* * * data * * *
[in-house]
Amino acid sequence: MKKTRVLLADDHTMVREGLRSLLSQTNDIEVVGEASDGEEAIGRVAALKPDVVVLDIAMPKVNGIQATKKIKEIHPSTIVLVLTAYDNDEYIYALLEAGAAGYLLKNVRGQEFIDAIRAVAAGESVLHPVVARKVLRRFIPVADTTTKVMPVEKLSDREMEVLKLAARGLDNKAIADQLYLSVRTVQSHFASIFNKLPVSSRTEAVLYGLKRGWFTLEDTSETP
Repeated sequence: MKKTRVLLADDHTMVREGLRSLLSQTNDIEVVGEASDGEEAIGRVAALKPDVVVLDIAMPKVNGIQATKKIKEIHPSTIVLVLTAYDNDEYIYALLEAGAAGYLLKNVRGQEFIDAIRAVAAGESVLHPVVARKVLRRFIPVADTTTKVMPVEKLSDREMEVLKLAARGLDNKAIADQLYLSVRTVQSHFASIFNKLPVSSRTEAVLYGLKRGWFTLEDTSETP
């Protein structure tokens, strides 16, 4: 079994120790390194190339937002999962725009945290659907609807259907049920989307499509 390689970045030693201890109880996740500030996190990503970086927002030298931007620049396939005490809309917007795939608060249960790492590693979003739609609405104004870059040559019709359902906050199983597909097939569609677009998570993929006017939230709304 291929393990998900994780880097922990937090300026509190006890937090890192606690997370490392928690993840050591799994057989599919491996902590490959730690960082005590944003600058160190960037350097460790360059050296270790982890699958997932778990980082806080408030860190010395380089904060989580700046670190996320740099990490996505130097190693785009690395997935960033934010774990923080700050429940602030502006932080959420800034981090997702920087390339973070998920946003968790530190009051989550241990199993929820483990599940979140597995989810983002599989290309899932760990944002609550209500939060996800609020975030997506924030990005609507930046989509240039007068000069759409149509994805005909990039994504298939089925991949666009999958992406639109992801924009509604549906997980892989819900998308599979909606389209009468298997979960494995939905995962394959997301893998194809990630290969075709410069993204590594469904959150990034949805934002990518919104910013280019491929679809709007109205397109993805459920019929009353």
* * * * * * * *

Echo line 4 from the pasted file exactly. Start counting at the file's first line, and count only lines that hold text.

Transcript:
């Protein structure tokens, strides 16, 4: 079994120790390194190339937002999962725009945290659907609807259907049920989307499509 390689970045030693201890109880996740500030996190990503970086927002030298931007620049396939005490809309917007795939608060249960790492590693979003739609609405104004870059040559019709359902906050199983597909097939569609677009998570993929006017939230709304 291929393990998900994780880097922990937090300026509190006890937090890192606690997370490392928690993840050591799994057989599919491996902590490959730690960082005590944003600058160190960037350097460790360059050296270790982890699958997932778990980082806080408030860190010395380089904060989580700046670190996320740099990490996505130097190693785009690395997935960033934010774990923080700050429940602030502006932080959420800034981090997702920087390339973070998920946003968790530190009051989550241990199993929820483990599940979140597995989810983002599989290309899932760990944002609550209500939060996800609020975030997506924030990005609507930046989509240039007068000069759409149509994805005909990039994504298939089925991949666009999958992406639109992801924009509604549906997980892989819900998308599979909606389209009468298997979960494995939905995962394959997301893998194809990630290969075709410069993204590594469904959150990034949805934002990518919104910013280019491929679809709007109205397109993805459920019929009353």